Area-Efficient Hardware Design of Modular Exponentiation based on Montgomery Multiplier for RSA Cryptosystem
Richard Boateng Nti1,1 and Kwangki Ryoo1,
1 Graduate School of Information & Communications, Hanbat National University,125 Dongseodaero, Yuseong-Gu, Daejeon 34158, Republic of Korea
Abstract. Modular exponentiation is the most time-consuming mathematical operation in some public key cryptosystem such as RSA. The primal operation of the RSA cryptosystem is modular exponentiation, computed by repeated modular multiplication. Fast modular multiplication algorithms have been proposed to speed up decryption/encryption yet minimize area. However, the Montgomery algorithm is limited by the carry propagation delay from the addition of long operands. In this paper, we propose a hardware structure that simplifies the operation of the Q logic coupled with a compact CSA in Montgomery multiplier. The resulting design was applied in modular exponentiation for lightweight applications of RSA. Synthesis results showed that the new multiplier design achieved reduce hardware area, consequently, an area-efficient modular exponentiation design. A frequency of 452.49MHz was achieved for modular exponentiation with 85K gate equivalent using the 130nm CMOS technology.
Keywords: Public key cryptosystem, RSA, Carry-Save Adder (CSA), Montgomery multiplication, Modular exponentiation.
Maintenance of privacy and data integrity is essential from the viewpoint of security, which can be achieved through techniques: authentication and cryptography1. Public key cryptosystems are vital for information security. RSA is the most widely used public key algorithm and requires repeated modular multiplication to compute for modular exponentiation2. Modular multiplication with large numbers is time-consuming. The Montgomery algorithm is used as the core algorithm for cryptosystems. Montgomery algorithm determines the quotient by replacing the trial division by modulus with a series of additions and shift operations3. To avoid the delay, several approaches have been proposed to speed up the operation based on carry-save addition. Based on the representation, these approaches can be divided into two.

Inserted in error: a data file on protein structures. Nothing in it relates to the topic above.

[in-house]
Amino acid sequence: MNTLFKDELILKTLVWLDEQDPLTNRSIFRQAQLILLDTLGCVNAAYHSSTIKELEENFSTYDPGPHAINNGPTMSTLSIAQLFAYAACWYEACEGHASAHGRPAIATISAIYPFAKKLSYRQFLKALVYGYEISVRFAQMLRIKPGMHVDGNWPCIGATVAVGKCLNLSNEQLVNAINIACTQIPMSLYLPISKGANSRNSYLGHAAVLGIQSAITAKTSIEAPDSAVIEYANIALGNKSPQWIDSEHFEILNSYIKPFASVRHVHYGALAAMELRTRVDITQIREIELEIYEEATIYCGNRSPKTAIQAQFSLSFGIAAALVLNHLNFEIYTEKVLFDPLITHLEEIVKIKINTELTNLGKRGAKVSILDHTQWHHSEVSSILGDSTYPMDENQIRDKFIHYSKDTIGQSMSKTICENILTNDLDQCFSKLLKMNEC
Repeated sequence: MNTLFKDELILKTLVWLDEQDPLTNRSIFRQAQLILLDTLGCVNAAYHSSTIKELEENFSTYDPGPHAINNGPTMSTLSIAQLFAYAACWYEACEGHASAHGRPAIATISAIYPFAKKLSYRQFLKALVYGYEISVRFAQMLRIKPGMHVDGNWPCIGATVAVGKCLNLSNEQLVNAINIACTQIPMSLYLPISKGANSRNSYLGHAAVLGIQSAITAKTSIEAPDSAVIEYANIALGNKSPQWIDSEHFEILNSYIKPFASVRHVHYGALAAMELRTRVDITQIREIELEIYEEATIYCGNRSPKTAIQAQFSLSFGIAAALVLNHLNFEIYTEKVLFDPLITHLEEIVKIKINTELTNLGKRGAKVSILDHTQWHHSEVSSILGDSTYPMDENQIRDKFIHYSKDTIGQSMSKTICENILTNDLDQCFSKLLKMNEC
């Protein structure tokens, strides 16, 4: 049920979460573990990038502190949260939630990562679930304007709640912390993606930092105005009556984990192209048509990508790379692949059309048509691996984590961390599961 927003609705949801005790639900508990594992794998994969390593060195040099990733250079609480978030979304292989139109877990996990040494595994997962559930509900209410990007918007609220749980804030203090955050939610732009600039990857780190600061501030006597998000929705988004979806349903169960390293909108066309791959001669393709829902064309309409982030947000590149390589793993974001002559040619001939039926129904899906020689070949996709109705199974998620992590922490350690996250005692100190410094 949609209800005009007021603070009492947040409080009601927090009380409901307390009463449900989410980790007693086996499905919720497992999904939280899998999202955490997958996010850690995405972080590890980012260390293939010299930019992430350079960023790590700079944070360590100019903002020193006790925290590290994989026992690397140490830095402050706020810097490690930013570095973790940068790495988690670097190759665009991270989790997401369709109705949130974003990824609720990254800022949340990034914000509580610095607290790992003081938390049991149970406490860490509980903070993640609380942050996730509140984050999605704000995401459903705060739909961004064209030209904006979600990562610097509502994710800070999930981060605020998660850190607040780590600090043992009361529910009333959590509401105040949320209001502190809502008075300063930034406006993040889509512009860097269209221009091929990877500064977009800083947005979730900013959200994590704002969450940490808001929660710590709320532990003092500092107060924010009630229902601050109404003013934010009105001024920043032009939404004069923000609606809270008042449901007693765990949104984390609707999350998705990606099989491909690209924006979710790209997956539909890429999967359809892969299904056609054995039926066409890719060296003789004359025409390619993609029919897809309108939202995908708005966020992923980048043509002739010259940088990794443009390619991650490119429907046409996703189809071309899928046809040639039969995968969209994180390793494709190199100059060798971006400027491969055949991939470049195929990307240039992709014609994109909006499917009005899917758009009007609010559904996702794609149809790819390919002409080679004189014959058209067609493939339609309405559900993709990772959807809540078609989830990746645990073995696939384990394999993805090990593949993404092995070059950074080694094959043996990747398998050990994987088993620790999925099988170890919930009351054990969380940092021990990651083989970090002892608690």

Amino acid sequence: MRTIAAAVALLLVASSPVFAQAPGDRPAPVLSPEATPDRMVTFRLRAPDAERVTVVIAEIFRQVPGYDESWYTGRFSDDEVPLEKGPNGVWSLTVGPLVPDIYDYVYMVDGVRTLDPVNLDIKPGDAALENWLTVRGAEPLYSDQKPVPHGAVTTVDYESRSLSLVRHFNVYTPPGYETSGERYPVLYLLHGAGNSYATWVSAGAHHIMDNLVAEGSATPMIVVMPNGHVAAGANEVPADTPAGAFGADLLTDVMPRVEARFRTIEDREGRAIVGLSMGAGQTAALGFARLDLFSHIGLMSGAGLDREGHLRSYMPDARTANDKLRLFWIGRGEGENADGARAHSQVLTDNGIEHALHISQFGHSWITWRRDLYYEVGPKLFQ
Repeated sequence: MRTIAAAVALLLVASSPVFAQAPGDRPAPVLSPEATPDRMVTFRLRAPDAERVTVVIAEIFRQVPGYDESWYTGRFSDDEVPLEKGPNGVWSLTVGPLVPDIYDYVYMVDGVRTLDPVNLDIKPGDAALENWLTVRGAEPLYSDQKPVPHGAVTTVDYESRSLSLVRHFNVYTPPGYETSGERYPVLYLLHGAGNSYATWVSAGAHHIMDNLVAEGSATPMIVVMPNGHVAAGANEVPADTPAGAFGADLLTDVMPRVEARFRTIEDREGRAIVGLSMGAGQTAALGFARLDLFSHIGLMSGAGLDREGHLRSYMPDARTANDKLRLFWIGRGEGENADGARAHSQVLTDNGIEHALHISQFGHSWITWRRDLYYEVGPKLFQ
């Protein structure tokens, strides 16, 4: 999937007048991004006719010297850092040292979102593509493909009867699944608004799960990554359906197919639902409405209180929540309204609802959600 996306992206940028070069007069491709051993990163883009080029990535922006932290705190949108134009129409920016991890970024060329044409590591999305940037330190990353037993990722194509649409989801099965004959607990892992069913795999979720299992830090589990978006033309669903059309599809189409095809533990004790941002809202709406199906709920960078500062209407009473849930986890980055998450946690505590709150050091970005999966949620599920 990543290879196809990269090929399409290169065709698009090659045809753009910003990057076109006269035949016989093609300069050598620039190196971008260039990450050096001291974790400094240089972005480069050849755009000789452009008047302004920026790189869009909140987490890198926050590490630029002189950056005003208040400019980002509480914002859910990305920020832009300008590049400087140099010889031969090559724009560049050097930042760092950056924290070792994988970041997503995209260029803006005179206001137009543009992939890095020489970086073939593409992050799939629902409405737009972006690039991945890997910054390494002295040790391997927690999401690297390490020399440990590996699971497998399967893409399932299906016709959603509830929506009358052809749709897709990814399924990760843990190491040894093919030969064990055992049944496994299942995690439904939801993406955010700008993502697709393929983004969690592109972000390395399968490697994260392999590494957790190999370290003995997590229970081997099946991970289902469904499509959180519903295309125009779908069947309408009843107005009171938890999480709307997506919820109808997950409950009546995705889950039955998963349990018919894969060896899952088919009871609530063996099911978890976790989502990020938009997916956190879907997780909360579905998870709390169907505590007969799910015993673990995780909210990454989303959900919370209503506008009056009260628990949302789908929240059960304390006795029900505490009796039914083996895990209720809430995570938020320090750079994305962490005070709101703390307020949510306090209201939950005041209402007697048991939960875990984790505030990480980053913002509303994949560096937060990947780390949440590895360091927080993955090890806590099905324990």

In the first approach, the intermediate results are kept in carry-save form to avoid carry propagation4 while the input and output operands (i.e. A, B, N and S) of the algorithm remains in binary representation. Final conversion from the carry save form into the binary form must be performed. This comes with an extra effort to pay by using the CPA3. This results in an increase in the total computation time and it implies that the resulting throughput rate is dependent on the length of operands.
On the contrary, some work used 5-to-2 carry-save additions/adders (CSA)5, a three-level CSA tree, to deal with this problem without performing format conversion. This second approach eliminates repeated interim output of the Montgomery modular multiplication output to input conversion by keeping all input and output operands in the carry save form except the final step for the results. Mclvor et al.6 proposed two algorithmic variants of the Montgomery algorithm with both approaches using carry save adder(CSA) to compute for the exponentiation. One is based on a five-to-two CSA and the other on a four-to-two CSA plus multiplexer. Each can perform a Montgomery multiplication in only k + 1 and k + 2 clock cycles, respectively, where k is the operand bit length. The later approach MM42 in an effort to reduce the number of input operands introduces extra multiplexers and select signals to select the desired operands. More registers are also required to store the combined input as well.
In this paper, we focus on the hardware design of efficient Montgomery multiplier with a two-level adder. A simplified Q_logic was designed for bit operation which accounted for a reduction in the hardware area. The proposed Montgomery multiplier is then applied in the H algorithm to compute modular exponentiation.
Section 2 reviews radix-2 Montgomery and modular exponentiation algorithms. We proposed an efficient design of the Montgomery algorithm in section 3. In Section 4, we compare different Montgomery multipliers as well as modular exponentiation designs. Finally, concluding remarks are drawn in Section 5.
2 Modular Multiplication and Exponentiation Algorithms
The Montgomery multiplication is an algorithm used to compute the product of two integers A and B modulo N. Algorithm 1 shows the radix-2 version of the algorithm. Given two integers a and b; where a, b